Saturday, November 17, 2007

National Book Award Finalist: The Invention of Hugo Cabret by Brian Selznick

Hugo is a desperate orphan, living inside the walls of a Paris railroad station with the broken, flame-singed, and corroded figure of a mechanical man, an automaton created by his father. Hugo also lives with persistent mysteries. The automaton and a notebook of related diagrams and drawings are all that are left of Hugo's father, who died in a fire in the museum where the robotic man had been warehoused, and the tiny apartment within the station is all that is left of Hugo's uncle, the drunken timekeeper of the station's clocks who disappeared suddenly, leaving Hugo alone to carry on his work.

Fearing life in an orphanage, Hugo conceals his uncle's presumed death by keeping the clocks running and survives by stealing food from the station's shops. When he can, Hugo also steals mechanical parts from a crotchety old toy maker's kiosk to repair the automaton, a seated humanoid figure which apparently was designed to write or draw when wound up with a now-lost key. When Hugo is seized during a theft, the storekeeper confiscates his notebook and warns him to stay away. The toy maker's goddaughter Isabelle, however, secretly returns the notebook and, discovering Hugo's hideaway, becomes involved in solving the mystery of the robot's design and purpose.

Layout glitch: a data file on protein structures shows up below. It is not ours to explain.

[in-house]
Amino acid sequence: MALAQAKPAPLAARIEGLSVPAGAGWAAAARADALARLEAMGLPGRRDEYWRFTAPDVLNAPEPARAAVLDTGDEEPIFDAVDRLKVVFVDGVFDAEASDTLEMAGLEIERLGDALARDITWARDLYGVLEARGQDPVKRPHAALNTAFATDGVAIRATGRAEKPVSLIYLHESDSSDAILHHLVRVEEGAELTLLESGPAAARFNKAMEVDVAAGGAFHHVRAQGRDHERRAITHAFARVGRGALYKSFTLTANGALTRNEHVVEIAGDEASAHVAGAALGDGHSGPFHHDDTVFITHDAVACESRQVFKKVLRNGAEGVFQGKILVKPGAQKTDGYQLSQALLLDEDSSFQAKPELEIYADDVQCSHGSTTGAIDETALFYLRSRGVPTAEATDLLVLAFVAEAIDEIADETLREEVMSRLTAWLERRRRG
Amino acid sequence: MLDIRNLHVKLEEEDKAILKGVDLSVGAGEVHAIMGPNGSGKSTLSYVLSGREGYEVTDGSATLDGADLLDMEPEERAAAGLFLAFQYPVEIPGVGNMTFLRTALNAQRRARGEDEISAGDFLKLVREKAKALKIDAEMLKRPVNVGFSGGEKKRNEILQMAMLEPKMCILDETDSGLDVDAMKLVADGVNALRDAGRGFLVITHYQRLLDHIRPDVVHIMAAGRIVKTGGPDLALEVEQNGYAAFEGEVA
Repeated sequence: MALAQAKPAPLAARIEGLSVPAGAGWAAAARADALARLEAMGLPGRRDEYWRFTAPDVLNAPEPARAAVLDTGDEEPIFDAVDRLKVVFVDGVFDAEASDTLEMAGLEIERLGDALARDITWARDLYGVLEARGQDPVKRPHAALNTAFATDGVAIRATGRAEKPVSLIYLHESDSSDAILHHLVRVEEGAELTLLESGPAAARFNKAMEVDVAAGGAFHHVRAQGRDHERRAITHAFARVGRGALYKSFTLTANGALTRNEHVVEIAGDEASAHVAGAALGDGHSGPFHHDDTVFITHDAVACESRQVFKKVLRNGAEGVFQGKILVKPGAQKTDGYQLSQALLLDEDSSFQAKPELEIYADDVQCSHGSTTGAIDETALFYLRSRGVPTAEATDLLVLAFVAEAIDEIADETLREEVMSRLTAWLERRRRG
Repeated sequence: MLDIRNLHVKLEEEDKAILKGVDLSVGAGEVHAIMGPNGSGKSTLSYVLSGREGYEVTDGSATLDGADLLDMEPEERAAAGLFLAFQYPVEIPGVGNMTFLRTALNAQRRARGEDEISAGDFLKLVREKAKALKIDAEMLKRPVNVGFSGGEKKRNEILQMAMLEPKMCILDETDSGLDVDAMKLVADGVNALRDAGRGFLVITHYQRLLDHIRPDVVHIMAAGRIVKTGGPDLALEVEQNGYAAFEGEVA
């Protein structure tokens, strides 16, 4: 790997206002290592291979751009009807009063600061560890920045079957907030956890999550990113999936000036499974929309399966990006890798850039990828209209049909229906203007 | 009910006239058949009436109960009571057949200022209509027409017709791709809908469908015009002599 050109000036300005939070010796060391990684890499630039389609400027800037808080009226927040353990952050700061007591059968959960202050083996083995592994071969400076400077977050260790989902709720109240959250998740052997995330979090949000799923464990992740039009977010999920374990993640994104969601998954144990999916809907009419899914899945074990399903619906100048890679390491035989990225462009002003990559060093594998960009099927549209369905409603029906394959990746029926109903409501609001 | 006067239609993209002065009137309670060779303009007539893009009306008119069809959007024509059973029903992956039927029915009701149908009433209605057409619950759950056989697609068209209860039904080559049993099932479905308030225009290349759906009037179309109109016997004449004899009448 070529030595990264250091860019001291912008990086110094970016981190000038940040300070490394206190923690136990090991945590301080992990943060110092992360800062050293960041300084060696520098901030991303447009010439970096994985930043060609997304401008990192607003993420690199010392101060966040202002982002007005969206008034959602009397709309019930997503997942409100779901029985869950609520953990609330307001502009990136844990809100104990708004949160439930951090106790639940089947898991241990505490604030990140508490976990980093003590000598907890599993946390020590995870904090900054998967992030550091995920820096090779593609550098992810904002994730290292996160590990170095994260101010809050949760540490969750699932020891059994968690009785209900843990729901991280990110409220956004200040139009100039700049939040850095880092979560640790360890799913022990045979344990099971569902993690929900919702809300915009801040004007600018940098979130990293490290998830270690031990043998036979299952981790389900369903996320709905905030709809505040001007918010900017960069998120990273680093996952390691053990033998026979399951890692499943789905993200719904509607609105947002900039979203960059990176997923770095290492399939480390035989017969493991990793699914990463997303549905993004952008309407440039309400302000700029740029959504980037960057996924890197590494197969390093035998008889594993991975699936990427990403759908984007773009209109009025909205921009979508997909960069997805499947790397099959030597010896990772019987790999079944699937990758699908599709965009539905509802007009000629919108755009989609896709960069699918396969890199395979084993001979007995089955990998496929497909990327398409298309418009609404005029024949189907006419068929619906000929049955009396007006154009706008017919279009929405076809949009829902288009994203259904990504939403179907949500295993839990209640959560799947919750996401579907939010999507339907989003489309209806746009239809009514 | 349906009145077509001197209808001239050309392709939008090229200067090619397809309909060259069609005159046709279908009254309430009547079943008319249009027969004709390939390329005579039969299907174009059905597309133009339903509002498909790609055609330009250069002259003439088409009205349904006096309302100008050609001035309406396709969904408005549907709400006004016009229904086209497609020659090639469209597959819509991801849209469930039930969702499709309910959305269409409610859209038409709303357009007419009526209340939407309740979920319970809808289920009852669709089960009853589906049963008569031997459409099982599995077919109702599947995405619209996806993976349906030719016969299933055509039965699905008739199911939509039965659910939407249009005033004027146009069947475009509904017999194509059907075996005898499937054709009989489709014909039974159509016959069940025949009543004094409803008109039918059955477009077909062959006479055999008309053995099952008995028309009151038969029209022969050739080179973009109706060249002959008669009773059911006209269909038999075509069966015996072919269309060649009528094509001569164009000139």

The clues begin to fall together as Hugo realizes that Isabelle is wearing the key to the automaton as a pendant, and when the two children finally make the machine work, they determine from the picture it draws that the machine was indeed made for a work of the renowned early filmmaker Georges Melies. Investigations by the two determine that Melies is in actuality Isabelle's godfather, the irascible toymaker, and when the French Film Academy becomes aware of their findings, Melies is paid for his long-unclaimed work, adopts Hugo, and presides over a gala showing of his 87 early works which had been unrecognized for years. At this glittering affair a new automaton, created together by Melies and Hugo Cabret, proceeds to produce a complex work of 159 illustrations and a story of 26,159 words, entitled, voila', The Invention of Hugo Cabret.

What has made this tale a sensation among reviewers is not simply the story itself, but the way it is told in text and in an intricate series of graphic illustrations. The Invention of Hugo Cabret has been described as part graphic novel and part film, a masterwork which may change the nature of children's fiction.

Selznick's book was a 2007 National Book Award Finalist and is likely to be considered for one of the Newbery awards as well.

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